Using NASA’s Chandra X-ray Observatory, astronomers have detected X-rays coming from Uranus, revealing a previously unknown dimension of this majestic ice giant.
The new finding, published in JGR: Physics, means that X-ray emissions have been detected on every planet in the solar system except Neptune. What’s more, the discovery could yield new insights into more distant X-ray-emitting objects, including black holes, supernovae, quasars, and neutron stars. The new paper was led by astronomer William Dunn from University College London.
Composed primarily of hydrogen and helium, Uranus exhibits two sets of rings, both in orbit above its equator. The planet is somewhat of an oddball, as it rotates on its side relative to the plane of the solar system (no other planet does this). NASA’s Voyager 2 spacecraft visited Uranus very briefly in 1986, so aside from that, astronomers have been depending on telescopes, such as Chandra and Hubble, to study the seventh planet from the Sun.
Dunn, along with physicist Affelia Wibisono, a PhD student at UCL and a co-author of the study, uncovered the evidence of Uranus’s X-ray emissions in Chandra data gathered in 2002 and 2017. The data from 2002 was gathered by the Chandra Advanced CCD Imaging Spectrometer, while the 2017 data came from Chandra’s High Resolution Camera, in addition to optical observations. The observed signals are very weak, but they’re there.
With X-rays confirmed on Uranus, the challenge now is to determine the cause.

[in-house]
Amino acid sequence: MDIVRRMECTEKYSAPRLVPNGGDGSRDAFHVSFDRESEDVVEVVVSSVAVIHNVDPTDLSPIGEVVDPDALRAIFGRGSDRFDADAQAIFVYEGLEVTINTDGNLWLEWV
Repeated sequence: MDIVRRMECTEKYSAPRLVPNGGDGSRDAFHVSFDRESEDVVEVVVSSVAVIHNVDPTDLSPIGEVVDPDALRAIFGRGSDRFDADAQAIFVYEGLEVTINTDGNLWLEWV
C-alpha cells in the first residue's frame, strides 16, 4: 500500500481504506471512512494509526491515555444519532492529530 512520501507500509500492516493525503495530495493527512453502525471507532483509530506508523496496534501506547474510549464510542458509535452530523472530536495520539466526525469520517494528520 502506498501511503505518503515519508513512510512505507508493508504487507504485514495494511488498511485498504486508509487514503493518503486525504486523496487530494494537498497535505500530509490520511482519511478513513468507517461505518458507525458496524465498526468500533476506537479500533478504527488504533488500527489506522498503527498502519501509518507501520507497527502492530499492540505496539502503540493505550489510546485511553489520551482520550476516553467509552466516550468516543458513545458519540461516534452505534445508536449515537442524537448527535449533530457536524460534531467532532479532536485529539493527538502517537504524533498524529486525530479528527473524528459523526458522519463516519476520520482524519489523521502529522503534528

“There are three main ways that a planet can produce X-rays: fluorescence, scattering of solar X-rays, and auroral emissions,” explained Wibisono in an article she wrote for the Chandra website.
Uranus, like many other objects in the solar system—including comets, moons, and even the dwarf planet Pluto—is likely scattering X-rays received by the Sun. But this doesn’t appear to be the exclusive source of X-rays on Uranus. As Wibisono points out, “our calculations suggest that Uranus was producing more X-rays than it should if the planet was only scattering the Sun’s X-rays.”
The authors proposed two different theories to explain the emissions. One possibility is that Uranus’s rings are churning out X-rays, similar to what’s happening with the rings around Saturn. This process, known as fluorescence, happens when energetic charged particles, such as electrons and protons, collide with the rings, causing them to glow in X-rays.
Another possibility is that the X-rays are being produced by Uranus’s auroras, as NASA explains in a statement.
On Earth, we can see colorful light shows in the sky called auroras, which happen when high-energy particles interact with the atmosphere. X-rays are emitted in Earth’s auroras, produced by energetic electrons after they travel down the planet’s magnetic field lines to its poles and are slowed down by the atmosphere. Jupiter has auroras, too. The X-rays from auroras on Jupiter come from two sources: electrons traveling down magnetic field lines, as on Earth, and positively charged atoms and molecules raining down at Jupiter’s polar regions.
Trouble is, the cause of auroras on Uranus is still poorly understood, so much of this remains guesswork. Further “observations of Uranus by Chandra and other X-ray telescopes are needed before we can give a definitive answer,” admits Wibisono.
Uranus presents a fascinating object for studying various aspects of the distant planets, and that’s on account of its unusual spin axis and wonky magnetic field. With its odd tilt, astronomers can see Uranus at an irregular angle, and due to its magnetic field, which is also weirdly tilted, astronomers could eventually find a connection with the planet’s complex and variable auroras. There’s still plenty to learn about this strange and wonderful ice giant.